PRINCE ALBERT — SUMA president Randy Goulden says health care access and the cost of decommissioning landfills are among the major issues that need to be addressed as the organization prepares for its annual convention and trade show in April.
Goulden said SUMA communities have continuously voiced concerns related to health care, particularly in the towns and villages. In 2022, SUMA’s members called for the development and implementation of a long-term recruiting and retention plan to adequately provide and maintain emergent, acute and long-term health care.
SUMA recognizes the work of the province through the Health Human Resources Action Plan to recruit and retain health care professionals and ensure Saskatchewan’s hospitals, health centres, and long-term care homes are adequately staffed. However, while the progress is positive, Goulden said more needs to be done as many communities are still experiencing regular service interruptions in both clinic hours and ambulatory care.
“While health is a provincial responsibility, hospitals, health centres, and long-term care homes are located in our hometowns - Saskatchewan’s cities, towns, and villages - and they impact the well-being of our residents,” Goulden said in a press release
“You should not have to worry about how long it will take for an ambulance to get to you. In an emergency, minutes matter. You also should not have to travel well outside your community to receive basic care when you have a hospital or clinic in your own community, but the doors are shuttered due to lack of staffing.”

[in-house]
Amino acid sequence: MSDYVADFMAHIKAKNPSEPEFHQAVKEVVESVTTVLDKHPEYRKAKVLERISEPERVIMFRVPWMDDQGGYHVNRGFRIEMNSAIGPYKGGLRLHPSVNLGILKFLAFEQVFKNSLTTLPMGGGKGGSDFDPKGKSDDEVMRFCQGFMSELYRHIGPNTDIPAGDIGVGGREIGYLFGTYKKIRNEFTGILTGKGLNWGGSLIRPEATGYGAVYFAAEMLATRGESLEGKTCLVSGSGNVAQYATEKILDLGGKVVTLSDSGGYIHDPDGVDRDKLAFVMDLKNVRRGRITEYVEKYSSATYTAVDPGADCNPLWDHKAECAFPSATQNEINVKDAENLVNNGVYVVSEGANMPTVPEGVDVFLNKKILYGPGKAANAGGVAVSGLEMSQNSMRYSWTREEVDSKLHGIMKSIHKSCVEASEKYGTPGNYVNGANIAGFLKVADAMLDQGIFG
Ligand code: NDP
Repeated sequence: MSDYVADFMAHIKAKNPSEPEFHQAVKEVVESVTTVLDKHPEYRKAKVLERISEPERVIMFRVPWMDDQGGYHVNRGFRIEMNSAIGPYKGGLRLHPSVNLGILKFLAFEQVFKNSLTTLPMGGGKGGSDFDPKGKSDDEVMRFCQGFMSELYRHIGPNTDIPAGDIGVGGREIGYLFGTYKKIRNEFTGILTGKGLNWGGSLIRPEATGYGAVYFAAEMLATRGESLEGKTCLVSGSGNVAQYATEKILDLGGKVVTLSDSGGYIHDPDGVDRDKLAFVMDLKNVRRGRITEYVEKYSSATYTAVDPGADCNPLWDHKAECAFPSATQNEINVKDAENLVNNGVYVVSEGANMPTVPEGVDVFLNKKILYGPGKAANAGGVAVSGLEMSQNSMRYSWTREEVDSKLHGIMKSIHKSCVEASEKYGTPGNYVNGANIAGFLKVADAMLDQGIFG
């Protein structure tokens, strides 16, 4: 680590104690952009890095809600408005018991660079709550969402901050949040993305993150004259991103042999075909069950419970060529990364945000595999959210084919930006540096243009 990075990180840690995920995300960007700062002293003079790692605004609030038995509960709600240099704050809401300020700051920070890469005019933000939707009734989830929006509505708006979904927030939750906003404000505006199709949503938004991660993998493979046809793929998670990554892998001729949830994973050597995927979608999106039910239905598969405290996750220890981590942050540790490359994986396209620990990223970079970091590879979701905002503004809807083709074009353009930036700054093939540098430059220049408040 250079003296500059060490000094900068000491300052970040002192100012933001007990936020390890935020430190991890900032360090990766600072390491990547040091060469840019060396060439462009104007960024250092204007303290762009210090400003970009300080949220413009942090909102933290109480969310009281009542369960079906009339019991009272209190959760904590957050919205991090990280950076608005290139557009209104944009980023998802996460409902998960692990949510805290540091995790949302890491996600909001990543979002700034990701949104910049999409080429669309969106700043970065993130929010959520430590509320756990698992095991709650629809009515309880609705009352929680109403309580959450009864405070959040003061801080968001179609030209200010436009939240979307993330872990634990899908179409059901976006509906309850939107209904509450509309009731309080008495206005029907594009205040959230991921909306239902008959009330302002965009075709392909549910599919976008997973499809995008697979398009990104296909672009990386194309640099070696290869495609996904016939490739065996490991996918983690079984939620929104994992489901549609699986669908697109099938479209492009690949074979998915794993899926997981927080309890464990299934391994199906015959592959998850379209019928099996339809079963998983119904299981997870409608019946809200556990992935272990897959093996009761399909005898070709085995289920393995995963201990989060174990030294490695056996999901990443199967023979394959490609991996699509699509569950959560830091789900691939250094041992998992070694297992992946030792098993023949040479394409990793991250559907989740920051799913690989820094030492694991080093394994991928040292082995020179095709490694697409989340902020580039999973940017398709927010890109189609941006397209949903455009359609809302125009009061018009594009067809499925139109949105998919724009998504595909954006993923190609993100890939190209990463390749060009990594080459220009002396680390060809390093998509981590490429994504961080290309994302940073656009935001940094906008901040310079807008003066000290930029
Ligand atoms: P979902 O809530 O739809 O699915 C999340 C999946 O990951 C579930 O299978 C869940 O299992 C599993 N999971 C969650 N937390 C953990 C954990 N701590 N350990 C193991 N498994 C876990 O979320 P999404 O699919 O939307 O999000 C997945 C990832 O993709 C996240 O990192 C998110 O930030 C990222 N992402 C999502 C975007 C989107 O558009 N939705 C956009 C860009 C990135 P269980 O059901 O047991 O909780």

The problems are compounded in Saskatchewan’s smaller municipalities. Due to staffing issues, one community saw their closest ambulance service unavailable for an entire month.
SUMA stated that they are continuing to call on the province to take immediate action on EMS retention, including increasing on-call rates for paramedics, to encourage people to enter, and stay, in the profession. A review of doctor compensation is also necessary as low fee-for-service rates are driving family doctors out of the profession.
With a focus on cost, the cost of decommissioning landfills continues to be a barrier for Saskatchewan’s municipalities. The substantial costs of closing landfills were brought forward through resolution at SUMA’s convention in 2022.
“Communities with less than 500 people do not have the tax base to pay $300,000 to $500,000 to decommission their landfill,” Goulden said.
While funding was made available through the Investing in Canada Infrastructure Program to facilitate decommissioning of waste disposal sites, municipalities are responsible for paying a portion through the cost-shared grant. With final stages of decommissioning costing approximately $250,000 to $350,000, small municipalities would need to supply $60,000 or more.
“To help the province meet its goal of reducing the number of landfills, and help municipalities cover the costs of decommissioning their local landfill to ensure compliance with environmental guidelines, Saskatchewan’s hometowns are asking for the Government of Saskatchewan to provide 25-year, interest free loans to smaller communities,” Goulden said.
The SUMA Board of Directors met in Saskatoon on March 3 to discuss topics important to Saskatchewan’s hometowns, including the resolutions going to the floor at the 2023 SUMA Convention and Tradeshow in April.
Resolutions set to be brought forward include PST on municipal construction projects and events, and supports for Saskatchewan’s vulnerable residents. The 2023 resolutions package will be available in mid-March.